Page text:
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Two Light Beams Make One Photonic Crystal?

“Photonic crystals have been one of the hottest topics in optics in the last 10 years. This research is born out of a desire to have precise control over light—similar to the semiconductor industry’s control over electrons. The current favorite way to do this is to construct devices that have a refractive index that varies on the scale of the wavelength of light.

These metamaterials are made by combining two different materials in a very precise way, leading to all sorts of fabrication headaches. This may change in the near future because a pair of researchers have shown that you might be able to create temporary photonic crystals in a single material simply by shining a couple of light fields on it.

As a starting point, the researchers noted that the refractive index experienced by light changes dramatically when the material it’s passing through can absorb the light—that is, the light frequency is coincident with an atomic resonance. So, if you choose a light field that has a frequency that is slightly higher than an atomic resonance frequency, it will experience a lower refractive index.

On the other hand, if you choose light with a frequency slightly lower than the atomic resonance, it will experience a larger refractive index and some absorption. This doesn’t appear to help though—to get a useful difference between the two refractive indices, the light field has to be very nearly resonant with the atomic resonance. Over very short distances, the light is lost to absorption.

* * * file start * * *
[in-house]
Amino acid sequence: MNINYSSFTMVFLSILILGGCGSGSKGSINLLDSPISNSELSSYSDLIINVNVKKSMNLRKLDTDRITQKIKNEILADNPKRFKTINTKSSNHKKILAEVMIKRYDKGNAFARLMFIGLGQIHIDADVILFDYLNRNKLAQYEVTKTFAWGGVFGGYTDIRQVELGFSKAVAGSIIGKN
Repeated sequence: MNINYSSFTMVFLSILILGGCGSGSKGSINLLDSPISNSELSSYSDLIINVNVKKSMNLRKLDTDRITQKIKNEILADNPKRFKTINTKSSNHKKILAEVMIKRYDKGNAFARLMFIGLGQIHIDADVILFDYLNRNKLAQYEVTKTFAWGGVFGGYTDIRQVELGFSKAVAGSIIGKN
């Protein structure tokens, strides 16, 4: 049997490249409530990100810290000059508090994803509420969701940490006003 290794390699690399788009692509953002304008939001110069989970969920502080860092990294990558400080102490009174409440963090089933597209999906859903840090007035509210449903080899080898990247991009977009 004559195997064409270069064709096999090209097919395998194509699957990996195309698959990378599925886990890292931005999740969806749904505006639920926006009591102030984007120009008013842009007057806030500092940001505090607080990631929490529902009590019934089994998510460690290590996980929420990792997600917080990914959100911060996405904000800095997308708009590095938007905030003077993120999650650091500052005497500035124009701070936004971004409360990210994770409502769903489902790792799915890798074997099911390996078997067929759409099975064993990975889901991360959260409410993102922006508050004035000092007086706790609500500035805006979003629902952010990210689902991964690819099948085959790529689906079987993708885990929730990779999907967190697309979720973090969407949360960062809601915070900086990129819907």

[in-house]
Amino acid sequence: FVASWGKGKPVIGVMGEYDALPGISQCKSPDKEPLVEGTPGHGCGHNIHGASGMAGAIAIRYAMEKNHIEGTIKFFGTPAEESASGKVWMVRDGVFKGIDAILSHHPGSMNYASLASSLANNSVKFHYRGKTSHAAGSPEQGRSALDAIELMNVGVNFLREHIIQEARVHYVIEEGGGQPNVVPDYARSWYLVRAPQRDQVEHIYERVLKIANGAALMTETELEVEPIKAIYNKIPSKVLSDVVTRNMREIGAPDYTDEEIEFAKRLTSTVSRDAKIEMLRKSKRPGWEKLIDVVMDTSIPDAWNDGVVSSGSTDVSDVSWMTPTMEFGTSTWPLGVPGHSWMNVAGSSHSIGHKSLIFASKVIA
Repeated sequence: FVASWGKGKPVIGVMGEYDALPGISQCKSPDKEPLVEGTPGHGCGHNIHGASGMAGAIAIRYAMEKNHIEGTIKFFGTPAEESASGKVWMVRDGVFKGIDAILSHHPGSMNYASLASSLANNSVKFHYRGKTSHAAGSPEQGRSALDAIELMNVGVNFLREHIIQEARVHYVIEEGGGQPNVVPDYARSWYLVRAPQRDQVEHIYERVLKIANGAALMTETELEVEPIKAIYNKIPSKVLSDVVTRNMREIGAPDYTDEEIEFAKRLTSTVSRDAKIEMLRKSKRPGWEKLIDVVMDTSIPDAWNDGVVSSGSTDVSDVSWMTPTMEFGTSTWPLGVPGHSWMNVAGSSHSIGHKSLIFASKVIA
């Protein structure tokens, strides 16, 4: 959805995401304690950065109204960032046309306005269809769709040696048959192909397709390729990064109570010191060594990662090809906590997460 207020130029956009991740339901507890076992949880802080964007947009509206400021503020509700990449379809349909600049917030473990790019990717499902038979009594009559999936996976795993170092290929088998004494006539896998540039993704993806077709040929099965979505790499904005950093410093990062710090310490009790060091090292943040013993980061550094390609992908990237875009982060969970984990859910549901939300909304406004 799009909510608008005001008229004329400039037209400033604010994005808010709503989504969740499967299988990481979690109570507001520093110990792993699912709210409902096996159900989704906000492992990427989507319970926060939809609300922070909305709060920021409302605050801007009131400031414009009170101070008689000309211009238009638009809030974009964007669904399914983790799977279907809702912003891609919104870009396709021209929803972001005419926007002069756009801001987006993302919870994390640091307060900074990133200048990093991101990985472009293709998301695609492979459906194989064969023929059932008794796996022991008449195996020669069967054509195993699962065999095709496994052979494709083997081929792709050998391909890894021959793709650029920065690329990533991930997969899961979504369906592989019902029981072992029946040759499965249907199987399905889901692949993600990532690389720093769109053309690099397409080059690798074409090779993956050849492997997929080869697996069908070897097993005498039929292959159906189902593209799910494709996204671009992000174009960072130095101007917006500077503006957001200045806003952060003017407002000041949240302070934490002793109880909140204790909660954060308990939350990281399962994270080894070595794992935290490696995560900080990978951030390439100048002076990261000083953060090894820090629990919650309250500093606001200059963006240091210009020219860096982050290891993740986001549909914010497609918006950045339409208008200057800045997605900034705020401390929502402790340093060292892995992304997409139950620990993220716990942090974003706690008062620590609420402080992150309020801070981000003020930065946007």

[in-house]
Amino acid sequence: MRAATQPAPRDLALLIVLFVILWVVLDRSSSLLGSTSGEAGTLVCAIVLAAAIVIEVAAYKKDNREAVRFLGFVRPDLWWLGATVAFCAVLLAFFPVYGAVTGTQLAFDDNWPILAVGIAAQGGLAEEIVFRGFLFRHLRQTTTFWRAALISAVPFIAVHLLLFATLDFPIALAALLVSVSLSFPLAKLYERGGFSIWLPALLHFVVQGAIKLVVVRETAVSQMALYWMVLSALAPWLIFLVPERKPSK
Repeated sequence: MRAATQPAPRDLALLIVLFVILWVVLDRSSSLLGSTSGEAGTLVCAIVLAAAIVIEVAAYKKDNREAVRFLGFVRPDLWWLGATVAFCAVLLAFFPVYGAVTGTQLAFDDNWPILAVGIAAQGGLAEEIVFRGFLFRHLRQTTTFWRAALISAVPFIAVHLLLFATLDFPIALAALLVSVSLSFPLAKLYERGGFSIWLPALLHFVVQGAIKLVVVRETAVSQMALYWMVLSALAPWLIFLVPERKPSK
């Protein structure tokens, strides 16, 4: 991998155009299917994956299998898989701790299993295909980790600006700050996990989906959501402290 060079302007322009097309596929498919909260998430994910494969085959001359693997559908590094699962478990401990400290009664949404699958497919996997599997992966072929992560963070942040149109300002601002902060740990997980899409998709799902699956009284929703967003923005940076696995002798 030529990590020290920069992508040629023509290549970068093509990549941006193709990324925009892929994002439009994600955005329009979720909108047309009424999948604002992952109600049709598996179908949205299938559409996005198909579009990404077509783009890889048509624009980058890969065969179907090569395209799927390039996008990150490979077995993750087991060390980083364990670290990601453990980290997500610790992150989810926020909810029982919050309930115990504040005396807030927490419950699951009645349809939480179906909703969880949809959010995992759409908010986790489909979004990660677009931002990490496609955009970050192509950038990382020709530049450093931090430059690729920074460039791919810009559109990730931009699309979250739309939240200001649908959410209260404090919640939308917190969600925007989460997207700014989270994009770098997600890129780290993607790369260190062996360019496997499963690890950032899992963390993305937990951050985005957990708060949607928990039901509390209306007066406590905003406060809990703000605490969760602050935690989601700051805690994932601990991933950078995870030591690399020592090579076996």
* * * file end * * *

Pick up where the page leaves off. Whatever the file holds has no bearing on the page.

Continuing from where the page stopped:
In a fit of creativity, and, seemingly, ignoring reality, the researchers asked themselves what would happen if a light field were simultaneously at a frequency that was both higher and lower than an atomic resonance? Of course, this can’t be the same atomic resonance, that would be too bizarre. Instead, the light is sandwiched between two neighboring resonances. One atomic resonance provides gain and the other absorption, with the two balancing exactly. Under these circumstances, the refractive index could be made to vary strongly.”

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